4Department of Critical Care Medicine, Hospital Sirio-Libanes, São Paulo, Brazil.
5College of Medicine and Public Health, Flinders University, Adelaide, Australia.
6Department of Medicine, Denver Health, Denver, CO.
7Faculty of Medicine, University of Queensland at Princess Alexandra Hospital, Brisbane, Qld, Australia.
8Crowe Associates Ltd, Oxon, United Kingdom.
9Department of Medicine, Pulmonary Sciences and Critical Care, Denver Health and University of Colorado Anschutz, School of Medicine Denver, Aurora, CO.
10Department of Editorial and Methods, Cochrane, London, United Kingdom.
11Nuffield Department of Medicine, University of Oxford, Oxford, United Kingdom.
12Department of Internal Medicine, School of Medicine, Kyungpook National University, Daegu, South Korea.
13Department of Internal Medicine, Faculty of Medicine, University of Chile, Santiago, Chile.
14Jonze Society, Brisbane, Qld, Australia.
15Department of Surgery, University of Toronto, Toronto, ON, Canada.
16Telethon Kids Institute, Perth, WA, Australia.
17Department of Infectious Diseases, Perth Children's Hospital, Perth, WA, Australia.
18Department of Medicine and Interdepartmental Division of Critical Care Medicine, University of Toronto, Toronto, ON, Canada.
19Department of Medicine, Divisions of Critical Care and Pulmonology, Charlotte Maxeke Johannesburg Academic Hospital and Faculty of Health Sciences, University of the Witwatersrand, Johannesburg, South Africa.
20Department of Medicine, University of Cambridge, Cambridge, United Kingdom.
21Critical Care Centre, CHU Lille, and Lille University, F-59000 Lille, France.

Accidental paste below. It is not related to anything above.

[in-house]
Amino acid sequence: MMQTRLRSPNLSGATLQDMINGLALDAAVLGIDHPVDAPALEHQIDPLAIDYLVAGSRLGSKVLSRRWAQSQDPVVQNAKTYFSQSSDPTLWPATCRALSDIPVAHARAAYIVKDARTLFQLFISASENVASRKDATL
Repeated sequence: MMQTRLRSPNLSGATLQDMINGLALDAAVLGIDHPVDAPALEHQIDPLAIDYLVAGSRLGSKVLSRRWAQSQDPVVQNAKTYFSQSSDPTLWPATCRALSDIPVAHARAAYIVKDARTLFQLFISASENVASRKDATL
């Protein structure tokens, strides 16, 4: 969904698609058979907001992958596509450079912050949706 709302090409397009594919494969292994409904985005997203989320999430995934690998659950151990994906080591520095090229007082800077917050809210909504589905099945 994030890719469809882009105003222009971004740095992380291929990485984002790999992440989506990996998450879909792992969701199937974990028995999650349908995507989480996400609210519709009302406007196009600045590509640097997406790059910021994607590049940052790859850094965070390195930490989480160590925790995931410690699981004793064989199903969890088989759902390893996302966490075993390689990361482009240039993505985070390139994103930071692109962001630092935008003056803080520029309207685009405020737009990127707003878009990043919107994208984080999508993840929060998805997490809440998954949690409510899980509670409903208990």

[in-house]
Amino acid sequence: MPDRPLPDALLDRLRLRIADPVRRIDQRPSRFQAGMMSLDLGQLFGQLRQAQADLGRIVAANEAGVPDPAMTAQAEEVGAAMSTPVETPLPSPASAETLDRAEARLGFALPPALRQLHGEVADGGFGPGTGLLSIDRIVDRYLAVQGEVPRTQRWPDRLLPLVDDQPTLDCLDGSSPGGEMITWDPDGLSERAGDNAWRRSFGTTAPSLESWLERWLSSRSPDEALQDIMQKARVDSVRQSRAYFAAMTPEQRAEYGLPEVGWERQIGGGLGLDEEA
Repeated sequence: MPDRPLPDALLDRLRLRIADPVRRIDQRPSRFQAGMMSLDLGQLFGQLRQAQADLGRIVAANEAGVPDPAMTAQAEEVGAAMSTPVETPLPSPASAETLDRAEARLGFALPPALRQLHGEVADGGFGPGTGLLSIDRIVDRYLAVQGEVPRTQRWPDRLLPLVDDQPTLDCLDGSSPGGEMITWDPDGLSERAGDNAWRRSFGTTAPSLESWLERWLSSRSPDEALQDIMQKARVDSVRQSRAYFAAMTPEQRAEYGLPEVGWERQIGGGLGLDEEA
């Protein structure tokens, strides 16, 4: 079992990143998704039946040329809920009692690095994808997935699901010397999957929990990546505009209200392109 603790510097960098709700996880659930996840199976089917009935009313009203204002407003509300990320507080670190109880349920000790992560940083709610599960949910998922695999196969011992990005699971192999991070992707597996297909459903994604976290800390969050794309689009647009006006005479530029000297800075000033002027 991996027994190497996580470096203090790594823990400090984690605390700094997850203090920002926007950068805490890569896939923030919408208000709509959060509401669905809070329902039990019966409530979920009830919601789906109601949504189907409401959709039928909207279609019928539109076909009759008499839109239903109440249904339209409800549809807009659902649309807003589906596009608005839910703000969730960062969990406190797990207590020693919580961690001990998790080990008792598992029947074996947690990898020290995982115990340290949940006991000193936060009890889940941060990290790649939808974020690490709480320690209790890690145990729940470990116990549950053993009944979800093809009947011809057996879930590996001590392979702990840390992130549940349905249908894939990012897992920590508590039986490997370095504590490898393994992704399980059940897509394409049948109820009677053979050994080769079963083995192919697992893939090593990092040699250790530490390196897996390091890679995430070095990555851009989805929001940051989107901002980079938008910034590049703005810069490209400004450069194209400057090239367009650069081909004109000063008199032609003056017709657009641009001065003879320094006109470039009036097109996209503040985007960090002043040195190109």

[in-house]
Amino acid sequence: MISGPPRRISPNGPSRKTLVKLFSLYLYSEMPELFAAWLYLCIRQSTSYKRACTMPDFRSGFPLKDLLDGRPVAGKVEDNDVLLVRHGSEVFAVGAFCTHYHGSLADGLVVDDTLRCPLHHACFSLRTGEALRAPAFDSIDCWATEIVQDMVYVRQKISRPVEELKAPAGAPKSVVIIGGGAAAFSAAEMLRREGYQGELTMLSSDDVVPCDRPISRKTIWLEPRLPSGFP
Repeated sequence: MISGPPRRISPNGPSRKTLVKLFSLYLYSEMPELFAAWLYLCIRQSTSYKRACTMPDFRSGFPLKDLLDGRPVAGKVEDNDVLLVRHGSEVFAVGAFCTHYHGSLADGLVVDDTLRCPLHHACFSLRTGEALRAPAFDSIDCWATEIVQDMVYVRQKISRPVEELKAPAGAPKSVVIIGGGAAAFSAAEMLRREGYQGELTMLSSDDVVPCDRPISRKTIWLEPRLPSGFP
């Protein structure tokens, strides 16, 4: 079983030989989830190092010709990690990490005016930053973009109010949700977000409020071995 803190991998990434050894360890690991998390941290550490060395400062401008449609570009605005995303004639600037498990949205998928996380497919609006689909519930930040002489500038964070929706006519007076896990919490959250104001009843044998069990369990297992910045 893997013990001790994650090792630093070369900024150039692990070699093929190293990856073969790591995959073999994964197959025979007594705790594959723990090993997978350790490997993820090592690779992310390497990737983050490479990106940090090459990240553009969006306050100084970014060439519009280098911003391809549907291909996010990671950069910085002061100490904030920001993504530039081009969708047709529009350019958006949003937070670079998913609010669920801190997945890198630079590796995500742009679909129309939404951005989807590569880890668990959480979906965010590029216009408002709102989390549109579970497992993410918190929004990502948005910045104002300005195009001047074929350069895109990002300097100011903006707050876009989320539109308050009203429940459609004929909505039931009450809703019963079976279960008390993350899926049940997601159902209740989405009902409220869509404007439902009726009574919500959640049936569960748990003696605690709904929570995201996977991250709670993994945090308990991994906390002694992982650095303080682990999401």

22Nova Medical School, CHRC, New University of Lisbon, Polyvalent Intensive Care Unit, Sao Francisco Xavier Hospital, CHLO, Lisbon, Portugal.
23Center for Clinical Epidemiology and Research Unit of Clinical Epidemiology, OUH Odense University Hospital, Odense, Denmark.
24Department of Anesthesiology and Intensive Care, Jena University Hospital, Jena, Germany.
25Department of Respiratory Medicine, Peking University Third Hospital, Beijing, China.
26Evidence Based Child Health Group, University of Nottingham, Nottingham, United Kingdom.
27Department of Emergency and Organ Transplantation, University of Bari, Bari, Italy.
28Department of Pulmonology Hospital Clinic. University of Barcelona, CIBERES, IDIBAPS, Barcelona, Spain.
29Department of Biostatistics, University of Liverpool, Liverpool, United Kingdom.
30Section of Infectious Diseases Department of Medicine, National School of Tropical Medicine, Baylor College of Medicine, Houston, TX.
31Evidence-based Medicine center, Tianjin University of Traditional Chinese Medicine, Tianjin, China.


Journal: Critical Care Medicine
Volume: 48
Issue: 11
Pages: 1622 - 1635
Year: 2020
DOI: 10.1097/CCM.0000000000004585

Further Study Information

Current Stage: Completed
Date: March 2020 - August 2020
Funding source(s):

Health Area

Disease Category: Infectious disease

Disease Name: Coronavirus

Target Population

Age Range: 18 - 100

Sex: Either

Nature of Intervention: Any

Stakeholders Involved

- Clinical experts
- Consumers (caregivers)
- Consumers (patients)
- Ethicists
- Families
- Pharmaceutical industry representatives
- Researchers
- Funders
- Policy makers
- Regulatory agency representatives

Study Type

- COS for clinical trials or clinical research


- Consensus conference
- Delphi process
- Literature review

Systematic review of outcomes reported in registered and published trials
International two-round Delphi survey
Three consecutive online consensus workshops

Stakeholder groups - ALL – its open to all given the nature of the condition